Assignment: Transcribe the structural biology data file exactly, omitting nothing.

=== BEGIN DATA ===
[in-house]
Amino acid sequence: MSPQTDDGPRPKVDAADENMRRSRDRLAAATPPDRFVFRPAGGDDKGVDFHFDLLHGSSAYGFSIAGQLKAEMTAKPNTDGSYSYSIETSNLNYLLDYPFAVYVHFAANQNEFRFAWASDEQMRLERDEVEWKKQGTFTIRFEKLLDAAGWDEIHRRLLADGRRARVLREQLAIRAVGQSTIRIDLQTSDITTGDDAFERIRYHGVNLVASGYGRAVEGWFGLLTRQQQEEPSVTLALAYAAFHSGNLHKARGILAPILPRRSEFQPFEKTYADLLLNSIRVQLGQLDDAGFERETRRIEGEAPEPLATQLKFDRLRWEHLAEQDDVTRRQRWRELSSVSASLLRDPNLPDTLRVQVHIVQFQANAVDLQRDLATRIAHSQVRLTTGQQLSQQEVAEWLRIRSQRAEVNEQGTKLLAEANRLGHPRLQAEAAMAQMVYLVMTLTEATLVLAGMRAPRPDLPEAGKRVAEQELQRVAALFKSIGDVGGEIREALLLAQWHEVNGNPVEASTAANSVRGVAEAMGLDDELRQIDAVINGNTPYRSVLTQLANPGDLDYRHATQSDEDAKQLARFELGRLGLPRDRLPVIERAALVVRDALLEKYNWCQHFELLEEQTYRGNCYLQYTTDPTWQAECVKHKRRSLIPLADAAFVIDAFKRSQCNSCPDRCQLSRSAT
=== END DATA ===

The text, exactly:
[in-house]
Amino acid sequence: MSPQTDDGPRPKVDAADENMRRSRDRLAAATPPDRFVFRPAGGDDKGVDFHFDLLHGSSAYGFSIAGQLKAEMTAKPNTDGSYSYSIETSNLNYLLDYPFAVYVHFAANQNEFRFAWASDEQMRLERDEVEWKKQGTFTIRFEKLLDAAGWDEIHRRLLADGRRARVLREQLAIRAVGQSTIRIDLQTSDITTGDDAFERIRYHGVNLVASGYGRAVEGWFGLLTRQQQEEPSVTLALAYAAFHSGNLHKARGILAPILPRRSEFQPFEKTYADLLLNSIRVQLGQLDDAGFERETRRIEGEAPEPLATQLKFDRLRWEHLAEQDDVTRRQRWRELSSVSASLLRDPNLPDTLRVQVHIVQFQANAVDLQRDLATRIAHSQVRLTTGQQLSQQEVAEWLRIRSQRAEVNEQGTKLLAEANRLGHPRLQAEAAMAQMVYLVMTLTEATLVLAGMRAPRPDLPEAGKRVAEQELQRVAALFKSIGDVGGEIREALLLAQWHEVNGNPVEASTAANSVRGVAEAMGLDDELRQIDAVINGNTPYRSVLTQLANPGDLDYRHATQSDEDAKQLARFELGRLGLPRDRLPVIERAALVVRDALLEKYNWCQHFELLEEQTYRGNCYLQYTTDPTWQAECVKHKRRSLIPLADAAFVIDAFKRSQCNSCPDRCQLSRSAT